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Girls ruin everything.
This was the last book I had out of the Great Brain series as a kid. The odd thing is that I remember one of the stories (one of my favourite stories out of the series) ending very differently. It's the one about Frankie's rocking horse. (view spoiler)[In the book I just read, Tom asks for and gets his dollar reward for finding the stolen rocking horse, while for years I have remembered this as ending with Tom being shamed by Frankie's generosity into refusing the reward. Unfortunately I don't h...
Review by O.P. : "T.D. is so intelligent and skipped 6th grade and mainly uses his brain to help his money loving heart."
Great story that fostered a lot of discussion with my 9-year-old
really funny book i would highly recourdmend it
Set in southern Utah These boys get into all kinds of trouble, and then out again.
Kind of dated2 chapters have to be heavily edited if reading to kids under 11. Funny though. Good for historic mood. Kids should know life has changed
Damn right he did
I liked how Tom made the chute-the-chute.
This was hard to rate. It's an odd, interesting book. One tends to assume that this sort of series thing is going to be fairly light and generic, and I haven't read any of the earlier volumes so didn't much know what to expect. Furthermore, I usually find Mercer Mayer's art--though lovely and polished--a tad too saccharine.However, this book is generally much better-written than the format might suggest. Fitzgerald uses a more complex vocabulary and style than one might expect. The book is still...
Shenanigans and adventures galore. :)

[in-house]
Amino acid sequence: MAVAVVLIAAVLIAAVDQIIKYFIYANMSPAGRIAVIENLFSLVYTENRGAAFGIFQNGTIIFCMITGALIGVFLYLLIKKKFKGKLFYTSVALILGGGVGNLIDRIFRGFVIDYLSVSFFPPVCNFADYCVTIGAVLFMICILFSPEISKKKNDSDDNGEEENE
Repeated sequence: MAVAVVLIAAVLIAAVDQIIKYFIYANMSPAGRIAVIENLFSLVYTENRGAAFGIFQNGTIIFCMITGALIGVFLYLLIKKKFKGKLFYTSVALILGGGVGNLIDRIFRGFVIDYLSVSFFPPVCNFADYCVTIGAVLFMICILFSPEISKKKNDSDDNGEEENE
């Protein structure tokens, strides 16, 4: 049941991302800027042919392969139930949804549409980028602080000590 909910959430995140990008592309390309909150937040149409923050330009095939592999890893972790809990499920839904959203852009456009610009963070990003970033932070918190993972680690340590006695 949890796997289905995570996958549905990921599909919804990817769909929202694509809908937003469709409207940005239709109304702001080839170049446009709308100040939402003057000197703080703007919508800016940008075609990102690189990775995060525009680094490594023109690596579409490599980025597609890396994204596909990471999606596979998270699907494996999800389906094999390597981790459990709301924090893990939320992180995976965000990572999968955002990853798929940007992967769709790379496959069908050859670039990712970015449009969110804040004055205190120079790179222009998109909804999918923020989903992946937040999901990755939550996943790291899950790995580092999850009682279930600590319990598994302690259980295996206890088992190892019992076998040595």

I really don’t know how Fitzgerald keeps coming up with original stories for this series. The Great Brain Does it Again is a familiar mix of Tom the Exasperating and Tom the Helper incidents, with the Great Brain being praised just as much as he is criticized for his antics. Though there are new stories, the core of the book is the same as the others, and Tom is equal parts frustrating and brilliant, as always.One of the best moments in this book doesn’t revolve around the Great Brain. The story...
I am on record as saying this is my favourite children series. Smart, well written, well developed characters and a main character that has flaws but also has heart. We get to see less of the heart on display in this book and that is a bit of a shame, but there is still one or two chapters that show us the Great Brain doesn't just have a money loving heart. My fav chapter is when his actions lead to helping out an Indian tribe and my least favourite one is when he fails to get a child to lose we...
In the first four or five books of the series, the adventures felt authentic. If they didn’t actually happen to the author, maybe they happened to someone he knew, or maybe he heard about them third or fourth hand. But by now, everything feels made up. Not to worry, however–they’re still very entertaining, although some of them strike a serious note. I was puzzled by the episode where Tom tries to help Herbie, a fat boy, lose weight, because it couldn’t possibly have worked. The boy’s father has...
Another enjoyable edition. Tom returns back to his more selfish self in this one, though he still provides some excellent adventure for the town's kids. He is just frustrating sometimes in his apathy for others. John can also be frustrating - you just want to shake him, because he continually falls for Tom's blackmailing him by claiming John is a blackmailer type slick talk. Frankie is a breath of fresh air, because while he is a tattler, he has a common sense and knows when its time to tell the...
The great series came to an end here (at least for 19 years until the authors death when his notes made for an 8th book in the series). I love the series and this one is no different. Many people complain that this one is darker in tone with the protagonist being more mean spirited. The characters were getting older, and although we don't hear about teen angst in the 1890's, some of that must have existed. Tom is more cynical here, but so are the townspeople, who have become used to his cons and...